Her Honour’s decision was upheld by the Full Court.  There were a great many statutory provisions that the Full Court regarded as supporting the conclusion that jurisdictional error would not, of itself, render ineffective a decision by the Tribunal disposing of an appeal.  Significantly for present purposes, one of those provisions was the paragraph containing the statutory objectives of fairness and orderliness.  As I said in my judgment at par[24], “The existence of a power on the part of the tribunal to vary or reverse its decisions relating to the use and development of land, possibly years after those decisions are made, would be inconsistent with the statutory objectives of fairness and orderliness.”

In Krulow v Glamorgan Spring Bay Council [2013] TASSC 33, Wood J reached a similar conclusion in relation to the status of an injunctive order made by the Tribunal under s64 of the Land Use Planning and Approvals Act 1993.  That case arose out of a summary prosecution of the operators of a sandstone works. They had been granted a planning permit which contained a condition requiring the installation of a sprinkler system. They failed to install it.  The council obtained an order under s64 requiring them to install the sprinkler system.  They still failed to install it. They were prosecuted for contravening the order. There was a defended hearing in the Magistrates Court.  Defence counsel argued that the prosecutor needed to prove beyond reasonable doubt that the injunctive order was valid; that that meant that there had to be proof beyond reasonable doubt that the planning permit was valid; and that that meant that there had to be proof beyond reasonable doubt that the landowners did not have pre-existing use rights at the time when the permit was granted.  They were found guilty.  On a motion for the review of their convictions, Wood J held that the injunctive order was immune from collateral challenge, quoting was said in the Full Court in Purton v Jackson about the statutory objectives of fairness and orderliness. There was an appeal from her Honour’s decision to the Full Court.  It was unsuccessful.[22]  The principal judgment was delivered by Estcourt J who concluded, at par[168], that the principles underlying the Full Court’s decision in Purton v Jackson were determinative of the appeal.

Exemptions from the Resource Management and Planning System

There are some situations in which land is exempt from the Resource Management and Planning System of Tasmania and its laudable objectives.  One such situation exists when a piece of land is declared to be a private timber reserve pursuant to s11(1) of the Forest Practices Act 1985.  When such a declaration is made, the provisions of a planning scheme do not apply to forestry operations on the land in question.[23]  As a result, the only controls on forestry in such reserves are controls pursuant to forestry legislation.

The system for creating private timber reserves is set out in the Forest Practices Act 1985.  That Act includes provisions for objections and appeals. An application to have land declared as a private timber reserve is made by the landowner to the Forest Practices Authority: s5.  Such applications are publicly advertised: s6.  Not everyone has the right to object to such an application.  Objections may be made by local councils, State authorities, persons with legal or equitable interests in the land or the timber on it, and owners of land adjoining, or within 100 metres of, the boundary of the proposed private timber reserve: s7.  There is a right of appeal to the Forest Practices Tribunal: s9(1). The Tribunal reviews decisions on their merits.  It can dismiss an appeal, quash a decision, or give directions to the Forest Practices Authority about a decision: s9(6).  It has power to make “such order as to costs as it thinks necessary”: s37(13).  Decisions of the Tribunal can be reviewed under the Judicial Review Act 2000, but such applications are rare, and I am not aware of any successful application for judicial review of one of its decisions.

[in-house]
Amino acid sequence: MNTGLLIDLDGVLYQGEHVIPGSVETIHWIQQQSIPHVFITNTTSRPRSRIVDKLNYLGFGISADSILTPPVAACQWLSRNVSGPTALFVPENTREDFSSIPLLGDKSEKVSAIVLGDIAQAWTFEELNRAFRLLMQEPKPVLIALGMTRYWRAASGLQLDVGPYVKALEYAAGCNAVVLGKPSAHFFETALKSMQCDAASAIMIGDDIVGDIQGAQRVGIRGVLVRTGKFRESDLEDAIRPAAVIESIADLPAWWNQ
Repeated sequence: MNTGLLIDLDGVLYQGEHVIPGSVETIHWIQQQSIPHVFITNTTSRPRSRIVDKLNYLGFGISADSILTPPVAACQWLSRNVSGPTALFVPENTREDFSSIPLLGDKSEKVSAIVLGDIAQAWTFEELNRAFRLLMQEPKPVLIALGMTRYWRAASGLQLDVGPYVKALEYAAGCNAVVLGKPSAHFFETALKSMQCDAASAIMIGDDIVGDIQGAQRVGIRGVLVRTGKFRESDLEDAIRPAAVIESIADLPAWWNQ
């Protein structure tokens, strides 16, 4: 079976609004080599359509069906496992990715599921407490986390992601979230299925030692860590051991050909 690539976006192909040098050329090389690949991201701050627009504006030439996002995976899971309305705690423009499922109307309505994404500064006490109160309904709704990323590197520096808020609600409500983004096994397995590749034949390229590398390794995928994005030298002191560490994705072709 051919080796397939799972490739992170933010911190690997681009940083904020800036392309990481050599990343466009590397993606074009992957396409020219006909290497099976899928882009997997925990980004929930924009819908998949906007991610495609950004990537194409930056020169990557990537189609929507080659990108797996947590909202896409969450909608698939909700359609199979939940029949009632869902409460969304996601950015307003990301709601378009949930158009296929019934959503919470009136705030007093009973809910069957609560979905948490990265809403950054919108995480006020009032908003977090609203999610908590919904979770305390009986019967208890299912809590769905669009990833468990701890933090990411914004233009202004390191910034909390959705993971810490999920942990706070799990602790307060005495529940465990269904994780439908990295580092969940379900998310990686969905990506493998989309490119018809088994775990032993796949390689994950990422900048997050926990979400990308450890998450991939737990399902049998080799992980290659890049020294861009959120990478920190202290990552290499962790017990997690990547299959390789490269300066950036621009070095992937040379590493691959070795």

Another well known exception to the Resource Management and Planning System of Tasmania exists in relation to the proposal by Gunns Limited for a pulp mill in northern Tasmania.

In November 2004 that project was declared to be a “project of State significance” pursuant to s18 of the State Policies and Projects Act 1993.[24]  The effect of such a declaration is that the provisions of statutes and planning schemes as to approvals, permits, the imposition of conditions, and so forth do not apply.[25]  However the State Policies and Projects Act 1993, s20, still requires the Tasmanian Planning Commission, previously known as the Resource Planning and Development Commission (“the RPDC”), to undertake an assessment of the project.  On 14 March 2007 Gunns Limited advised the then Premier, the Hon Paul Lennon, that they were withdrawing from the RPDC assessment process because of financial pressure directly related to the RPDC being unable to give a definite end date for its assessment.[26]  As a consequence, the Parliament enacted legislation – the Pulp Mill Assessment Act 2007 – which took the assessment process out of the hands of the RPDC and gave that role to the Parliament.  The Parliament subsequently approved the project and passed resolutions which resulted in a “Pulp Mill Permit” coming into effect on 30 August 2007. The 2007 Act contained a provision saying that that permit lapsed if the project was not “substantially commenced” within four years of the permit coming into force: s8(4).